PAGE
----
Section 4.1 Components of Extension Programming

University of Maine Cooperative Extension will have a program presence in each county whenever possible. UMaine Extension programs will reach a variety of audiences, including those who are underserved and underrepresented.

The commitment to addressing issues of the Maine Food Systems and 4-H Youth Development with an emphasis on social, environmental, and economic impacts for Maine citizens through program areas demonstrates the complexity and inter-relatedness of issues facing Maine residents and the multiple areas of expertise needed to work in concert to address these issues.

Extension will use several approaches to address learning needs, including

1. Sharing resources/skills

  • across county lines when it makes programmatic and geographic sense;
  • state to county;
  • state direct to specified clientele; and
  • across state lines as appropriate, specifically focusing on the New England Consortium model;

2. Increasing funding from grants and contracts

  • in support of Extension’s mission and goals;
  • supported by faculty, staff, county executive committees, advisory groups, and program administrator(s); and
  • driven by program need;

3. Volunteers

  • appropriately trained and supported.

Other options may include

  • reassignment or retraining of faculty and staff; and
  • split appointments.

Multi-County Programming

As fluctuations in federal, state and county funding continue, multi-county programming will be a way to provide effective Extension programs. In order to maintain a level of faculty/professional expertise sufficient to meet priority program needs at the local level, county offices will adapt to changing public issues to remain responsive, relevant and of high quality.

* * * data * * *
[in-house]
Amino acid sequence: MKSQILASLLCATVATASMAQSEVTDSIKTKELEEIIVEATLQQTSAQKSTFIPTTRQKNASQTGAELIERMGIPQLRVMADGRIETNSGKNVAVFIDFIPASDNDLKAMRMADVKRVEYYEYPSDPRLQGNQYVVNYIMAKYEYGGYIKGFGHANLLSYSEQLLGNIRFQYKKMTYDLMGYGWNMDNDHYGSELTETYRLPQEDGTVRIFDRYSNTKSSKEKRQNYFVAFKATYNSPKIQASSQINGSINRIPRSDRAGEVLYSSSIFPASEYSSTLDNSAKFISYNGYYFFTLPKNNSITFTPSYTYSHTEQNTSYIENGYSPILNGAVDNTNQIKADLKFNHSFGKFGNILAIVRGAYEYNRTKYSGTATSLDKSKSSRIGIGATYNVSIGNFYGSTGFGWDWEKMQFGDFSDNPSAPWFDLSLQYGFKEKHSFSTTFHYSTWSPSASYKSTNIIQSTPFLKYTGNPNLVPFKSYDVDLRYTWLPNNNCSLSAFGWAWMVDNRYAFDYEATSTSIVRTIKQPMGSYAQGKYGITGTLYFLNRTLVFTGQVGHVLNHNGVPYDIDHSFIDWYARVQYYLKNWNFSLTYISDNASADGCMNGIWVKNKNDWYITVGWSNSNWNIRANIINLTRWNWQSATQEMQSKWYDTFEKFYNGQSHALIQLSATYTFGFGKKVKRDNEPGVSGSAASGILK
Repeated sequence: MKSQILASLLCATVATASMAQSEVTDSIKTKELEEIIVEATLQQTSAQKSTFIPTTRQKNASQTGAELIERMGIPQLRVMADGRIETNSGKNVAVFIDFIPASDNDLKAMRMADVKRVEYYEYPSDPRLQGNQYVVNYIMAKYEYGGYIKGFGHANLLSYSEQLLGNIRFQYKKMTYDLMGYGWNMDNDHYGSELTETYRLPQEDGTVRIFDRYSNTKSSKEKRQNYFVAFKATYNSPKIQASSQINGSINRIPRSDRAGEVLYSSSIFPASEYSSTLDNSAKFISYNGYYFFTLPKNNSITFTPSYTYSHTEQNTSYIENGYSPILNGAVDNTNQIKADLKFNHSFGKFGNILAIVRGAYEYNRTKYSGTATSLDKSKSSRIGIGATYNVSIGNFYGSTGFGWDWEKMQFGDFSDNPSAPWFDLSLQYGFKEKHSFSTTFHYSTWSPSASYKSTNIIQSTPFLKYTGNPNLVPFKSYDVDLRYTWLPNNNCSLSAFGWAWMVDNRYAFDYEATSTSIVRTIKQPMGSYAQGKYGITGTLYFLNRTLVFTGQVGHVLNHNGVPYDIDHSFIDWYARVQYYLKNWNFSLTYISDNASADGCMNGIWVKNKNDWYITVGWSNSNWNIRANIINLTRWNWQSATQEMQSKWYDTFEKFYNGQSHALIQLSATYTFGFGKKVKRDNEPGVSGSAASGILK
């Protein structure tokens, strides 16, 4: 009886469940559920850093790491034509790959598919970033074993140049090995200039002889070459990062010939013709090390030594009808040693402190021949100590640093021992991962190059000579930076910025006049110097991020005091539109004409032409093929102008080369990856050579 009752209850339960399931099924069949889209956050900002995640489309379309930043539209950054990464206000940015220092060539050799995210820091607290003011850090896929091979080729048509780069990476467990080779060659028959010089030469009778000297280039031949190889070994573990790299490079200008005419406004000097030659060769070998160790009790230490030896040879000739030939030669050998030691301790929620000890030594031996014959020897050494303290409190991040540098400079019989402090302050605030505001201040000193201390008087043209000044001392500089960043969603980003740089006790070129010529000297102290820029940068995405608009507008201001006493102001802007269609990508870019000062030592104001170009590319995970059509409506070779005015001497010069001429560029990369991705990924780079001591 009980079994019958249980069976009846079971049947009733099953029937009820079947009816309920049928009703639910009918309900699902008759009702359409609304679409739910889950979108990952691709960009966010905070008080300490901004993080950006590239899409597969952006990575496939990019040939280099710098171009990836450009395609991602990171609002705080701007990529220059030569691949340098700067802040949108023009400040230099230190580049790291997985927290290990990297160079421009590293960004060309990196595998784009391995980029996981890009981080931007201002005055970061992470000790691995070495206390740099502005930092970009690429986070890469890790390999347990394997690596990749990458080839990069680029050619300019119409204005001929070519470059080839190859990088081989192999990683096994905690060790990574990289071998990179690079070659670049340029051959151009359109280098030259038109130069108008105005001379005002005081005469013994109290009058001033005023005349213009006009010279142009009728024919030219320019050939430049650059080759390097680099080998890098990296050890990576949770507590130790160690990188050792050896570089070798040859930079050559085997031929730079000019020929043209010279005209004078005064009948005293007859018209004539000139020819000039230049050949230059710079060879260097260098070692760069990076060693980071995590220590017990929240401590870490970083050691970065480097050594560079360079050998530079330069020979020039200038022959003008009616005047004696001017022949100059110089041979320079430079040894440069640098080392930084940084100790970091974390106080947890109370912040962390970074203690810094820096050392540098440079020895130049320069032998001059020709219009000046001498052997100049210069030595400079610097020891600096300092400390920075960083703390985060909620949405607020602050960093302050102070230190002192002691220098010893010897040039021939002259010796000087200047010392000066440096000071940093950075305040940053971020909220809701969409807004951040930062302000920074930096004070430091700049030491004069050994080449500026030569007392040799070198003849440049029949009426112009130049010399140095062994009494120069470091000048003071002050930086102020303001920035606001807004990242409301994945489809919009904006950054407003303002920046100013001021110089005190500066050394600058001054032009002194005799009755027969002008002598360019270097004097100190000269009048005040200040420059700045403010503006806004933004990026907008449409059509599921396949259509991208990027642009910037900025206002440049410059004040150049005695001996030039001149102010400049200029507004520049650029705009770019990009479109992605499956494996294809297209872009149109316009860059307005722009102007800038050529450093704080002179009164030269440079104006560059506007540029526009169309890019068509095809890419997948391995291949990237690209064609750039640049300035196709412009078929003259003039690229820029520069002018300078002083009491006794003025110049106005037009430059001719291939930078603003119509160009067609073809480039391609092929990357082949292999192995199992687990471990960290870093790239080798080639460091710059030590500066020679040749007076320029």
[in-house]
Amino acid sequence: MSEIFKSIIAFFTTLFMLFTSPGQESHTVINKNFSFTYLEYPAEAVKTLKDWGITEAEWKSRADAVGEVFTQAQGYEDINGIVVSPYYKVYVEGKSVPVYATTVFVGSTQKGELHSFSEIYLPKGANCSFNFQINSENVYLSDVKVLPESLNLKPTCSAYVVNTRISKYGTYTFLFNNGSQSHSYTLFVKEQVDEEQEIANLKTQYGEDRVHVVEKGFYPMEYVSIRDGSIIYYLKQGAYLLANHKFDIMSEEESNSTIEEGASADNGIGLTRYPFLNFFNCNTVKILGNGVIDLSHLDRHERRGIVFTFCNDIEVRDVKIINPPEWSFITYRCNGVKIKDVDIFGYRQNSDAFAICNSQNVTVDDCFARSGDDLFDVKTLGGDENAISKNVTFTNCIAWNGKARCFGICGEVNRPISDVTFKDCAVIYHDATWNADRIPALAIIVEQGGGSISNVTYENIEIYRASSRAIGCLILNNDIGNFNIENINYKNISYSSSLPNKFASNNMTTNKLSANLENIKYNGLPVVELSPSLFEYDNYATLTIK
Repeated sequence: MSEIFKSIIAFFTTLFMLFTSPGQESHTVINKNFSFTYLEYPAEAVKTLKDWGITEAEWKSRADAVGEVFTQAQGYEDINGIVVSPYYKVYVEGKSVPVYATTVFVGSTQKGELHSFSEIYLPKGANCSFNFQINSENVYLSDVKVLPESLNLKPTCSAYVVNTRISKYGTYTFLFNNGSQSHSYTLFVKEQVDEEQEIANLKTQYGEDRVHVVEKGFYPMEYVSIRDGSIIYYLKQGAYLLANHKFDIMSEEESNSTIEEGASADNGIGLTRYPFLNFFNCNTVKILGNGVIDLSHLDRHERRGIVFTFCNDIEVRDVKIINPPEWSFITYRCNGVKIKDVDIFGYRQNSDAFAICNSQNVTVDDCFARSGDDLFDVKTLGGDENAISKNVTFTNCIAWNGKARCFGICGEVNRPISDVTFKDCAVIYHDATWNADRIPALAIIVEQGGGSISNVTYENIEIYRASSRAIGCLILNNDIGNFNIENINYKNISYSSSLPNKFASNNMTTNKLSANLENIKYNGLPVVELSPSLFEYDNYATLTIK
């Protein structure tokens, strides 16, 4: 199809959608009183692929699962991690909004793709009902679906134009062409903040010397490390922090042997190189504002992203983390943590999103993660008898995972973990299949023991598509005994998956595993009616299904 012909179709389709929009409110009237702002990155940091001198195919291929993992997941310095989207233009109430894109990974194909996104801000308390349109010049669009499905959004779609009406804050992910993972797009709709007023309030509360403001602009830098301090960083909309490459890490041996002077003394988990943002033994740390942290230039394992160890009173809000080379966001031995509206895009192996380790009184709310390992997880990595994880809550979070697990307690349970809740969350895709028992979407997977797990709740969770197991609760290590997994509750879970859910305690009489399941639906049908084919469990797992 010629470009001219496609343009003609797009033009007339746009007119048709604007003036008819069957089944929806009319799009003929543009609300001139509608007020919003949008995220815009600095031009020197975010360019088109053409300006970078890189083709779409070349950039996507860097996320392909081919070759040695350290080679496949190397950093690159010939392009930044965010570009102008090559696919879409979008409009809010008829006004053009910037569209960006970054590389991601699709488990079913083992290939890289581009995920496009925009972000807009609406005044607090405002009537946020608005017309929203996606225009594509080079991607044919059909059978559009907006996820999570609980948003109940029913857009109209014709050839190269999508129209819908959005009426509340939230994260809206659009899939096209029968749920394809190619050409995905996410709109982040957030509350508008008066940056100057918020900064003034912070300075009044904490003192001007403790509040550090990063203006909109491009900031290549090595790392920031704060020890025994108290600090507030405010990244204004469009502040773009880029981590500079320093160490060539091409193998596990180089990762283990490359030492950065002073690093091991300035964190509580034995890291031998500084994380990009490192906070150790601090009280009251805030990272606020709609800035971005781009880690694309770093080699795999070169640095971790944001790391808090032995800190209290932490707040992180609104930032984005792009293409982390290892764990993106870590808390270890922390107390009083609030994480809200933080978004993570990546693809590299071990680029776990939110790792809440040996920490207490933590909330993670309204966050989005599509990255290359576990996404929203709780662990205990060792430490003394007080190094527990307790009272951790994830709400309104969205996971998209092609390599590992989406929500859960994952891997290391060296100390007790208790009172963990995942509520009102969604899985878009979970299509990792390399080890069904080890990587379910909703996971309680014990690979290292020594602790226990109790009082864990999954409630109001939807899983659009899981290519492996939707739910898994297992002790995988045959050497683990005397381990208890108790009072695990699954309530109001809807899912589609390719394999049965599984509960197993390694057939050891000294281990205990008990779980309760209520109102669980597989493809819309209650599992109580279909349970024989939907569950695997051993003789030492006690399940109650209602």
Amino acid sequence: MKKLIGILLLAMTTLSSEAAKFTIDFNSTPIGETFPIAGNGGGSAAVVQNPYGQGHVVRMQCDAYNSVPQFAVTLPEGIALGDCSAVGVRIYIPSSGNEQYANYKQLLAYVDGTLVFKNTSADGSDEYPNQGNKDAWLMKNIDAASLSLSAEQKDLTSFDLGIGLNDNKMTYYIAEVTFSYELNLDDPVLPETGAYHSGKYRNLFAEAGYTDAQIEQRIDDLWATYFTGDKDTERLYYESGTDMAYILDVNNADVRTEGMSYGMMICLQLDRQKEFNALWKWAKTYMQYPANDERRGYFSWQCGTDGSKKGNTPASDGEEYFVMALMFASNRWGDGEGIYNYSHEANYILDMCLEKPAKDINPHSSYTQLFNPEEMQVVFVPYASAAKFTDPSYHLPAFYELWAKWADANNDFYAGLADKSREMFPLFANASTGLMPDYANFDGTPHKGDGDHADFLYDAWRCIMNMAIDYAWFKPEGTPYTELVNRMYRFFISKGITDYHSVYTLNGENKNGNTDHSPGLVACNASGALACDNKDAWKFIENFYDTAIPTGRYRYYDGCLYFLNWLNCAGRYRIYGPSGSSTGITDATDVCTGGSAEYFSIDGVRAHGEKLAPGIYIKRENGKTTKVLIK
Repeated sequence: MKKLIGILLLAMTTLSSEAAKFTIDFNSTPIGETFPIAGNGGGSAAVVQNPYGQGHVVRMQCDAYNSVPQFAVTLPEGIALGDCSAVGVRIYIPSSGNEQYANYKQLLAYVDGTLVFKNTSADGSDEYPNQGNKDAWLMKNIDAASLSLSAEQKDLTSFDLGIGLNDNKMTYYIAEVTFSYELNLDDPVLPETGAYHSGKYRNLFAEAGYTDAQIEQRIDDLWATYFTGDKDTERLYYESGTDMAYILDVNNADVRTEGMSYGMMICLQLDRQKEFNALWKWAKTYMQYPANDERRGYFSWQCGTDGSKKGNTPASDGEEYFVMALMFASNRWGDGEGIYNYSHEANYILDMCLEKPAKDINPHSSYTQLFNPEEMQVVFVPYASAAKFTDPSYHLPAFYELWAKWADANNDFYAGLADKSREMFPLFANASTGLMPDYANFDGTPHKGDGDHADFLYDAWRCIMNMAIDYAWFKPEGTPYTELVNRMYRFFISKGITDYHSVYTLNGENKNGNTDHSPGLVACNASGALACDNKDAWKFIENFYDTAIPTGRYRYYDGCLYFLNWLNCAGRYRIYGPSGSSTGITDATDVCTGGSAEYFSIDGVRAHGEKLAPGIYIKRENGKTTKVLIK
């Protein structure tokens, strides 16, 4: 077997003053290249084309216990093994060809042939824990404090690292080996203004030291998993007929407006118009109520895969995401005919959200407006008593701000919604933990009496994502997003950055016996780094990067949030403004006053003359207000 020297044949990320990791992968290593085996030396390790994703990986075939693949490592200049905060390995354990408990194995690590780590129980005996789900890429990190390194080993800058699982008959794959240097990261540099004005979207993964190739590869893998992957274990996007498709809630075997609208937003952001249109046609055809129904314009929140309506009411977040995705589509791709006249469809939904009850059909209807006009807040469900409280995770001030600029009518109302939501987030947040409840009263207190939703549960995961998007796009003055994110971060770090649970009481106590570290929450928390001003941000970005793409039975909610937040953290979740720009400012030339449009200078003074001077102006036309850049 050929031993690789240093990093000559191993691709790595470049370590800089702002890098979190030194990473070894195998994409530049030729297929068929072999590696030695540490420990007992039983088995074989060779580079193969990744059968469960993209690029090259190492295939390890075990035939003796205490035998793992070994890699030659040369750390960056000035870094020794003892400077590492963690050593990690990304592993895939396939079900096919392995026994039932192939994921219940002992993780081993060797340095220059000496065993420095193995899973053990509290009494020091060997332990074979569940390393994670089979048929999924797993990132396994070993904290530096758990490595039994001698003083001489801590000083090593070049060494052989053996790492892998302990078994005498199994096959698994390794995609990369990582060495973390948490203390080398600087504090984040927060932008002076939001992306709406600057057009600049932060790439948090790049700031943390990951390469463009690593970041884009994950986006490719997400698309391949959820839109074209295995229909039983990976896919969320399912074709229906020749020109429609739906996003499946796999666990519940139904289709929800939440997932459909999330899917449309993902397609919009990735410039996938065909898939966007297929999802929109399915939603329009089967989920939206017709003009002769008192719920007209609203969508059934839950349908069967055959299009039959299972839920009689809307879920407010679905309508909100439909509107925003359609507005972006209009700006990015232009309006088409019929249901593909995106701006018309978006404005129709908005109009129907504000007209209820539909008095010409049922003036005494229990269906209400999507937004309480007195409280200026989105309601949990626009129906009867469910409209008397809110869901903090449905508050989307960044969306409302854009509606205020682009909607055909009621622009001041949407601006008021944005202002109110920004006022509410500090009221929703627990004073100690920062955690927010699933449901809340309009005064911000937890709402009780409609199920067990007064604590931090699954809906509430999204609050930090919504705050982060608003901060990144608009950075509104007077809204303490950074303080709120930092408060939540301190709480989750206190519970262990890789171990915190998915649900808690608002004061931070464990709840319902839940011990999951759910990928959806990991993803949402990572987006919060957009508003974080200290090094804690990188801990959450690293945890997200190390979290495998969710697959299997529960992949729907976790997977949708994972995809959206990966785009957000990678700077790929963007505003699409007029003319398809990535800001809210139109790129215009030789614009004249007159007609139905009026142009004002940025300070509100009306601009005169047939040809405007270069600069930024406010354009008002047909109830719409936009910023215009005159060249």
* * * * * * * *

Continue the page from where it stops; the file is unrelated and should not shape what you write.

The concept of assigning faculty/professionals to meet a multi-county issue or program need is more evolutionary than revolutionary. Currently, many Extension county-based educators/professionals work collaboratively with other educators/professionals to meet program needs in a multi-county setting. Executive committees from all the relevant counties work with faculty/professionals to provide input into county programming needs.

The Extension Leadership Team will support employee training and travel to facilitate appropriate multi-county programming. The parameters for conducting multi-county or multi-unit programming on an ongoing basis include

  • program need;
  • programmatic sense;
  • geographic sense;
  • specialists, program administrators and advisory groups, as appropriate, involved in a joint discussion regarding the proposed program;
  • educators/professionals and county executive committees having input and involvement as appropriate;
  • programming supportive of the Plan of Work units involved, consistent with statewide priorities; and mutual benefit to all units and clientele involved.